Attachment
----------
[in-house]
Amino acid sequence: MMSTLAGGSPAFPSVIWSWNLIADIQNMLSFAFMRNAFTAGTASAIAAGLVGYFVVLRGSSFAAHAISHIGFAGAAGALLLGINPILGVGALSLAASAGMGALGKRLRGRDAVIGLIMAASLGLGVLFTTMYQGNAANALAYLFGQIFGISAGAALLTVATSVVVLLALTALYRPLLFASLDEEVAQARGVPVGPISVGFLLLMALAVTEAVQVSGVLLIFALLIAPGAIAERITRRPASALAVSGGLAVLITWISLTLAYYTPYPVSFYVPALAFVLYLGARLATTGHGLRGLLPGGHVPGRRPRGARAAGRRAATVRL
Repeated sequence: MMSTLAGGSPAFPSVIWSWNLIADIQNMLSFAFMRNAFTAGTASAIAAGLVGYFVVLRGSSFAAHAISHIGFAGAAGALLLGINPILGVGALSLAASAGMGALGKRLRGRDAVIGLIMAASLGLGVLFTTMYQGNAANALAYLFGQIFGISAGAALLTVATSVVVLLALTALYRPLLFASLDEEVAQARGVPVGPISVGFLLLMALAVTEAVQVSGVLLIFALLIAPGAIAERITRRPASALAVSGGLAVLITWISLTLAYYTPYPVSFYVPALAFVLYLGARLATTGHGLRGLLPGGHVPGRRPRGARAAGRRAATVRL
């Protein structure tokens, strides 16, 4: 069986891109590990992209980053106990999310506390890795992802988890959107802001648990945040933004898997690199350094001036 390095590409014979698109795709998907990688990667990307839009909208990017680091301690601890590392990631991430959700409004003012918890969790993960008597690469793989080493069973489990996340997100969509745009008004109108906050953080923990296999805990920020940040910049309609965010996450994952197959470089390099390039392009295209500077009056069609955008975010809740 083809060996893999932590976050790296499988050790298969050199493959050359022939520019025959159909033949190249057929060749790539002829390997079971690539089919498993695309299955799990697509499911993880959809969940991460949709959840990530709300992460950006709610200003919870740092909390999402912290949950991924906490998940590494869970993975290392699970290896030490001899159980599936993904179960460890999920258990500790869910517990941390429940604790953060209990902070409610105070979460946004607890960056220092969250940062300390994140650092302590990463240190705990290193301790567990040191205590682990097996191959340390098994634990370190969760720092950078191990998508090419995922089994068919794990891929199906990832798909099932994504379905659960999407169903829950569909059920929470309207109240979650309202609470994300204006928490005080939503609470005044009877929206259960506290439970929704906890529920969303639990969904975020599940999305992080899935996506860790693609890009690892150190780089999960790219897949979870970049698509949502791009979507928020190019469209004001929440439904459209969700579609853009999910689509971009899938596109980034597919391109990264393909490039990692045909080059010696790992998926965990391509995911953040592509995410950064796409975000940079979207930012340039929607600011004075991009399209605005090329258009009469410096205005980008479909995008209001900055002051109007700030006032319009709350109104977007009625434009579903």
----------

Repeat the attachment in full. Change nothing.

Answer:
[in-house]
Amino acid sequence: MMSTLAGGSPAFPSVIWSWNLIADIQNMLSFAFMRNAFTAGTASAIAAGLVGYFVVLRGSSFAAHAISHIGFAGAAGALLLGINPILGVGALSLAASAGMGALGKRLRGRDAVIGLIMAASLGLGVLFTTMYQGNAANALAYLFGQIFGISAGAALLTVATSVVVLLALTALYRPLLFASLDEEVAQARGVPVGPISVGFLLLMALAVTEAVQVSGVLLIFALLIAPGAIAERITRRPASALAVSGGLAVLITWISLTLAYYTPYPVSFYVPALAFVLYLGARLATTGHGLRGLLPGGHVPGRRPRGARAAGRRAATVRL
Repeated sequence: MMSTLAGGSPAFPSVIWSWNLIADIQNMLSFAFMRNAFTAGTASAIAAGLVGYFVVLRGSSFAAHAISHIGFAGAAGALLLGINPILGVGALSLAASAGMGALGKRLRGRDAVIGLIMAASLGLGVLFTTMYQGNAANALAYLFGQIFGISAGAALLTVATSVVVLLALTALYRPLLFASLDEEVAQARGVPVGPISVGFLLLMALAVTEAVQVSGVLLIFALLIAPGAIAERITRRPASALAVSGGLAVLITWISLTLAYYTPYPVSFYVPALAFVLYLGARLATTGHGLRGLLPGGHVPGRRPRGARAAGRRAATVRL
């Protein structure tokens, strides 16, 4: 069986891109590990992209980053106990999310506390890795992802988890959107802001648990945040933004898997690199350094001036 390095590409014979698109795709998907990688990667990307839009909208990017680091301690601890590392990631991430959700409004003012918890969790993960008597690469793989080493069973489990996340997100969509745009008004109108906050953080923990296999805990920020940040910049309609965010996450994952197959470089390099390039392009295209500077009056069609955008975010809740 083809060996893999932590976050790296499988050790298969050199493959050359022939520019025959159909033949190249057929060749790539002829390997079971690539089919498993695309299955799990697509499911993880959809969940991460949709959840990530709300992460950006709610200003919870740092909390999402912290949950991924906490998940590494869970993975290392699970290896030490001899159980599936993904179960460890999920258990500790869910517990941390429940604790953060209990902070409610105070979460946004607890960056220092969250940062300390994140650092302590990463240190705990290193301790567990040191205590682990097996191959340390098994634990370190969760720092950078191990998508090419995922089994068919794990891929199906990832798909099932994504379905659960999407169903829950569909059920929470309207109240979650309202609470994300204006928490005080939503609470005044009877929206259960506290439970929704906890529920969303639990969904975020599940999305992080899935996506860790693609890009690892150190780089999960790219897949979870970049698509949502791009979507928020190019469209004001929440439904459209969700579609853009999910689509971009899938596109980034597919391109990264393909490039990692045909080059010696790992998926965990391509995911953040592509995410950064796409975000940079979207930012340039929607600011004075991009399209605005090329258009009469410096205005980008479909995008209001900055002051109007700030006032319009709350109104977007009625434009579903």